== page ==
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Wednesday, September 22, 2021

On Muslim population growth, Mohan Bhagwat is wrong

Empirical evidence and historical experience make it clear that it is economic development, or lack of it, that determines population growth rates – not religious identity

Written by Faizan Mustafa |
Updated: July 27, 2021 7:07:28 pm
RSS chief Mohan Bhagwat (File Photo: PTI)

RSS chief Mohan Bhagwat is, perhaps, the most influential non-state actor in India today. Mukesh Ambani may have to settle for second place. Bhagwat is a glib talker and at times, his own hardcore Hindutva footsoldiers get confused by his statements in favour of Muslims. Some of his statements do indicate that he wants to slowly and gradually move away from the essential characteristics of Hindutva ideology, as enunciated by V D Savarkar and M S Golwalkar. To his credit, very quickly and seamlessly, he tries to retract his position by making a statement that shows that he is still firmly rooted in the original Hindutva project. As a result, liberals and secular intellectuals refuse to believe him or give much credence to his pro-Muslim statements. As a teacher, this author believes in engaging with the RSS chief. Accordingly, there is neither any hesitation in appreciating him nor subjecting his statements to critical scrutiny.

While releasing a book in Guwahati, the RSS chief tried to assure Muslims that the Citizenship Amendment Act (CAA) had nothing to do with their citizenship and is aimed at merely helping the persecuted minorities in Pakistan and Bangladesh, since the Nehru-Liaquat pact on the protection of minorities has not been honoured by our neighbours. Why Afghanistan has been included in the CAA, which was not a party to the aforesaid pact, has not been clarified by Bhagwat. Similarly, why the all-important expression — “religious persecution” — is missing from the CAA has not been explained by him.

Moreover, the real anxiety of Muslims was not about the CAA but the NRC, and the consequences of possible exclusion from it due to the absence of or discrepancy in documents. There are people in Assam with 11 or 15 documents, including land records from before Independence, who were excluded from the NRC.

But Bhagwat’s most controversial statement in Guwahati was about the decision of Muslims to increase their population from the 1930s. The RSS chief has not quoted any mass campaign launched by M A Jinnah or the Muslim League that urged Muslims to produce more children. There is no evidence of the Muslim clergy initiating any such movement, though some ulema had opposed permanent sterilisation methods.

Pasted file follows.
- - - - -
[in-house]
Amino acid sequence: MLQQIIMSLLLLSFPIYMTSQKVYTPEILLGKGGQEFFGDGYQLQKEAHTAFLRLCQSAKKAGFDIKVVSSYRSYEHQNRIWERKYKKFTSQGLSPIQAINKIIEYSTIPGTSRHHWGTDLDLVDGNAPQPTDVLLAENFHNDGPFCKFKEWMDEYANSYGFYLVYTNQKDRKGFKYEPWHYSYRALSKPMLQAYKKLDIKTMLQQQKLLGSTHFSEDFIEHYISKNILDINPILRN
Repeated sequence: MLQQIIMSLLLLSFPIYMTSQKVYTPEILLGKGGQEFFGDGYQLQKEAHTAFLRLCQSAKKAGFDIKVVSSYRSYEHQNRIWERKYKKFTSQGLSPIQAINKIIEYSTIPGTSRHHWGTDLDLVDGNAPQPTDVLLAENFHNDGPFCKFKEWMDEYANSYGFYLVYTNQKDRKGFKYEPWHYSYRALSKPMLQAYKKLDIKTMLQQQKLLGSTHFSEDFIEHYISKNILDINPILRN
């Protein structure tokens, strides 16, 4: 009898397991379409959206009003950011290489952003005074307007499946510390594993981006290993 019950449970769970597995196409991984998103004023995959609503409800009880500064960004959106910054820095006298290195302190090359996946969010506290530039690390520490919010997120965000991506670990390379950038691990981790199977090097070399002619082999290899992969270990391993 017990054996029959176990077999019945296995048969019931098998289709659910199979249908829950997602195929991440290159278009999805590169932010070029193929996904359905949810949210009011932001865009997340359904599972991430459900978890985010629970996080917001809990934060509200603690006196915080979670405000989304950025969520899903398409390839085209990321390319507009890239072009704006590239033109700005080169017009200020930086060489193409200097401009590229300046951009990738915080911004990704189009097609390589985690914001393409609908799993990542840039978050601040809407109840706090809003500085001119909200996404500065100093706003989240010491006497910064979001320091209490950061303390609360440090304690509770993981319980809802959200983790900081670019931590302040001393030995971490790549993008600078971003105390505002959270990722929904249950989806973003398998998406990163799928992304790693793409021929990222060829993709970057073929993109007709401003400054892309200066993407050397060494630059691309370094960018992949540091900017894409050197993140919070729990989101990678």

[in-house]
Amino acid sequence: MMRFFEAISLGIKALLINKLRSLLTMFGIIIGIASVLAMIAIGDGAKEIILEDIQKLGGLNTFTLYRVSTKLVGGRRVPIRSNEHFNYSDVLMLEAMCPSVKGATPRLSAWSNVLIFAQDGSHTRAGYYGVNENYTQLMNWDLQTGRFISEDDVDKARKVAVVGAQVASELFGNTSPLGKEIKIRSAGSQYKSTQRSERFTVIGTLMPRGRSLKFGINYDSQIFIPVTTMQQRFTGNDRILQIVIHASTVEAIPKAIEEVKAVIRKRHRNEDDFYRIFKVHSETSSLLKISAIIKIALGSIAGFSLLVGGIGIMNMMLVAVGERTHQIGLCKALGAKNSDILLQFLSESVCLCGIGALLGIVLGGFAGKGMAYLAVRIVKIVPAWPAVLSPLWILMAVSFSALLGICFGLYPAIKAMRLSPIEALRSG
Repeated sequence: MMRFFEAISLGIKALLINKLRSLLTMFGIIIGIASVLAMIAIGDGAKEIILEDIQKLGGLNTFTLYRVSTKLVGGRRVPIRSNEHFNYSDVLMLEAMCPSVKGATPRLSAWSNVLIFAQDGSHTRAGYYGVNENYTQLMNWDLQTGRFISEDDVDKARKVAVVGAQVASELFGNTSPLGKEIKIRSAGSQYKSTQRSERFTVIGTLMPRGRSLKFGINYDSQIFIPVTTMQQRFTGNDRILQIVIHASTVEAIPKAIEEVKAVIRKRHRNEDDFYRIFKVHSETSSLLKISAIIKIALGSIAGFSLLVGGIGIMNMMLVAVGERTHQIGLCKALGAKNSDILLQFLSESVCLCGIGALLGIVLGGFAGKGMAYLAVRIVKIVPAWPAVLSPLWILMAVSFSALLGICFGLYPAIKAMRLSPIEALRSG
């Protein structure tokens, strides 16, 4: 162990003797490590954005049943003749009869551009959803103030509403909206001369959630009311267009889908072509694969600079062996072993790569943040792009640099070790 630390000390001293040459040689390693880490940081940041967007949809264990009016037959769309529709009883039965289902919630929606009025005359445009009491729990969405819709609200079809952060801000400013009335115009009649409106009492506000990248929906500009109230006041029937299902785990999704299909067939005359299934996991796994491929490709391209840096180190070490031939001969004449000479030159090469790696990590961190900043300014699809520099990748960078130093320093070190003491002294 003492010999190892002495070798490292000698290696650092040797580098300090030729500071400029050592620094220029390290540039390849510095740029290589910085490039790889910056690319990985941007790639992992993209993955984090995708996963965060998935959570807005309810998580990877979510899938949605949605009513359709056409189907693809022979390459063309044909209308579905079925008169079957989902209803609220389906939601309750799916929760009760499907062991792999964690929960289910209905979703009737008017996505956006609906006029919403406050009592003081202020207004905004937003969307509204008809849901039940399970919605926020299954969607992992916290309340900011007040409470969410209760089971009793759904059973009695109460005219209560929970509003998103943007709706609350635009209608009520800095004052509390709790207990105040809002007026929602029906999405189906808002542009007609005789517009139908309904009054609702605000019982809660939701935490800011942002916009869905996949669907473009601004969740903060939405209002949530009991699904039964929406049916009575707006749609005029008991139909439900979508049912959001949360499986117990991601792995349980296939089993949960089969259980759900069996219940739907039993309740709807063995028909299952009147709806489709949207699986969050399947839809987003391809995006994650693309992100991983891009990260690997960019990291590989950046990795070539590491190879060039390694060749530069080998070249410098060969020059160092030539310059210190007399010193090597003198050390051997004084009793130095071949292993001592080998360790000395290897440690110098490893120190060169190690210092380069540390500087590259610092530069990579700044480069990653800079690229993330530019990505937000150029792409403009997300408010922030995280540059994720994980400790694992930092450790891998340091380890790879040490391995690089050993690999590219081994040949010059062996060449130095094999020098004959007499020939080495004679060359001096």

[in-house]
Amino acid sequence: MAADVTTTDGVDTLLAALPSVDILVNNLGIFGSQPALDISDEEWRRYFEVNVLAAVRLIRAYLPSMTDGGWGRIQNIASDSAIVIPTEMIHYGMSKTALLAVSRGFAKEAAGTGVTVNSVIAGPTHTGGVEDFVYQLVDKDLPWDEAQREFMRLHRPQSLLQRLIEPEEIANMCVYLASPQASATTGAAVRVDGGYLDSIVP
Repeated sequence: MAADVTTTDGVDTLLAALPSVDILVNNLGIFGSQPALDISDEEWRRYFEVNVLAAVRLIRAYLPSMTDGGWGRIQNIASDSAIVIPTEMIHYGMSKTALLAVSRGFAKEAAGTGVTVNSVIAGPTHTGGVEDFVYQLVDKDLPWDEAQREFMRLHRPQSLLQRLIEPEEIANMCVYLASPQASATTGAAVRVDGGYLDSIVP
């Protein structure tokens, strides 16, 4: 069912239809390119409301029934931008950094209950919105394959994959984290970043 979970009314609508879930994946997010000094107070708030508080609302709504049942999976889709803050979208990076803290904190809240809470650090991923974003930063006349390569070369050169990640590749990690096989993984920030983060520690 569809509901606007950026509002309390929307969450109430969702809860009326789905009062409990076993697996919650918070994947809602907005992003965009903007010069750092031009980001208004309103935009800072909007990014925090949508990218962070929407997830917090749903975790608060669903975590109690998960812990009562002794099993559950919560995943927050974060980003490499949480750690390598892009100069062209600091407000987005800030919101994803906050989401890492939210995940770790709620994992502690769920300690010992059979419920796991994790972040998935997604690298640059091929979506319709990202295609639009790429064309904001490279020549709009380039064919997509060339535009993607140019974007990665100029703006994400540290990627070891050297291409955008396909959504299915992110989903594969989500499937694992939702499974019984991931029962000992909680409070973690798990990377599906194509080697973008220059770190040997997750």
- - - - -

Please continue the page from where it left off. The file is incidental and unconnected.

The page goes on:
Indeed, some facts may indeed be cited to substantiate the RSS chief’s statement. For example, while the Muslim population was 31.2 million, as recorded in the 1921 census, with a growth rate of 1.29 per cent, it went up to 35.8 million over time with a growth rate of 14.75 per cent. But then the devil is always in the detail. The Hindu growth rate was minus 0.68 in 1921 and it, too, registered a massive increase with a 10.54 per cent growth rate. The Spanish Flu of 1918 may have contributed to the low growth rates of both Hindus and Muslims in 1921.

In the 1941 census, the Hindu growth rate dropped to 6.19 per cent but the Muslim growth rate went up to 18.43 per cent. Bhagwat may have kept just these two census data in mind. But to get the complete picture, one needs more facts. In 1951, Hindus registered an impressive growth rate of 27.36 per cent but the Muslim growth rate went down to 16.5. Partition may have contributed to the rise and fall in growth rates.

In 1961, while the Hindu growth rate was 20.75, the Muslim growth rate drastically went up to 32.48. This increase was certainly not due to any concerted efforts of the community, its leadership or clergy. In fact, in the 1971 census, the Muslim growth rate went down from 32.48 to 30.78. Since then, it has been declining in every census. If we compare the growth rates of all communities in the 2001 and 2011 census, the sharpest and steepest decline was registered by the Muslim community — from 29.52 to 24.60. The Hindu growth rate declined only marginally from 19.92 to just 17.75.